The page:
• Incidence of bullous pemphigoid significantly increases after age 70 (15-18/100,000)
  • HLA class II associations

Clinical Presentation

  • Although the various immunobullous skin diseases are characterized by clinical and histological features, presentation is often atypical and shows overlap with other immunobullous diseases or with more common skin diseases (eg, eczema, urticaria)
  • Classic features – blistering or erosive lesions
  • Wide range and variability of lesional types, often with prominent itching, secondary lesions, eczema, or urticaria
  • Histology varies with each immunobullous disease
    • Eosinophil infiltration and eosinophil-associated spongiosis common in IgG autoantibody immunobullous disease
    • Neutrophil infiltration common in IgA autoantibody immunobullous disease
Tests generally appear in the order most useful for common clinical situations. Click on number for test-specific information in the ARUP Laboratory Test Directory.

Cutaneous Direct Immunofluorescence, Biopsy 0092572
Method: Direct Immunofluorescence

Limitations 

May be inaccurate if tissue not taken from correct perilesional location (attached/intact epithelium or epidermis needed)

Not possible to reliably distinguish pemphigoid from epidermolysis bullosa acquisita or to distinguish pemphigus subtypes based on direct immunofluorescence (DIF); concurrent serum testing needed

Tissue must be submitted in Michel’s or Zeus medium; this test cannot be performed on formalin-fixed tissue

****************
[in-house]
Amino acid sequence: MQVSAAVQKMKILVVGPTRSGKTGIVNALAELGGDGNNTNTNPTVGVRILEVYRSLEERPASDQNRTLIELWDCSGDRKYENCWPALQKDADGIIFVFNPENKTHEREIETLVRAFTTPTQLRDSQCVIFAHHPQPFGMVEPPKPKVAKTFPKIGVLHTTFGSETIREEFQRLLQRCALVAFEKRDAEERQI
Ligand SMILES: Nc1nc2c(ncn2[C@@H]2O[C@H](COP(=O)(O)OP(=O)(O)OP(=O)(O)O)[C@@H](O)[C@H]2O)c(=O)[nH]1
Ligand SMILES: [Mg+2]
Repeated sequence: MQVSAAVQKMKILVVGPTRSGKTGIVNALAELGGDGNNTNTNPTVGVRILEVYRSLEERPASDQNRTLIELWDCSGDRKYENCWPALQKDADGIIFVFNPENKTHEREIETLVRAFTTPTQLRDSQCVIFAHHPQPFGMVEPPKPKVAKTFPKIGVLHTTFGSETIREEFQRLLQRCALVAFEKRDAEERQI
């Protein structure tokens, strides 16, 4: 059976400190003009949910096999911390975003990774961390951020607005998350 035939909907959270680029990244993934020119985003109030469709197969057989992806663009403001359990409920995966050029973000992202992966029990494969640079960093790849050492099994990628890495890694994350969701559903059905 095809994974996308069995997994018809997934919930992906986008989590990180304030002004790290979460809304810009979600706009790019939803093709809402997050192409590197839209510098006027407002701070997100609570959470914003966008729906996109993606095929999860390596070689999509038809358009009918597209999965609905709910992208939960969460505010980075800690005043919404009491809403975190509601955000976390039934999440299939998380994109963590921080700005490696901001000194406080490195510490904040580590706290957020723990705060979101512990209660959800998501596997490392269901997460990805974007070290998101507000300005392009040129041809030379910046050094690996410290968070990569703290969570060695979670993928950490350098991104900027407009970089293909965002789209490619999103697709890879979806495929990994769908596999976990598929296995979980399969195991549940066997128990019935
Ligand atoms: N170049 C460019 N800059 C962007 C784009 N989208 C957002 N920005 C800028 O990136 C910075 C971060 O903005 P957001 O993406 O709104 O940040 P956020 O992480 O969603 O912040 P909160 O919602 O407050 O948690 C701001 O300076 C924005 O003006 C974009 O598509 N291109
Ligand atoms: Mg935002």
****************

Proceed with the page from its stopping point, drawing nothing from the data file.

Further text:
Follow-up 

Initial concurrent and repeat serum testing with pemphigoid and pemphigus panels is the most sensitive for diagnosis, for determining antibody profiles, and for following disease activity

Patients with indeterminate results should have repeat DIF biopsy

Patients with changing clinical features should have repeat DIF biopsy because antibody profiles may change over time

Pemphigoid Antibody Panel - Epithelial Basement Membrane Zone Antibodies, IgG and IgA, BP180 and BP230 Antibodies, IgG 0092001
Method: Enzyme-Linked Immunosorbent Assay/Indirect Fluorescent Antibody

Limitations 

Clinical correlation necessary because the incidence of false positives, although rare, increases with age

Because of clinical overlap among immunobullous diseases and similar names, pemphigoid testing may be confused with pemphigus testing and inadvertently misordered

Follow-up 

Use pemphigoid panel to monitor pemphigoid disease activity; use relevant tests to monitor other immunobullous disease activity

Repeat pemphigoid panel for indeterminate results and/or continuing clinical consideration of immunobullous disease

Pemphigus Antibody Panel - Epithelial Cell Surface Antibodies and Desmoglein 1 and Desmoglein 3 Antibodies, IgG 0090650
Method: Enzyme-Linked Immunosorbent Assay/Indirect Fluorescent Antibody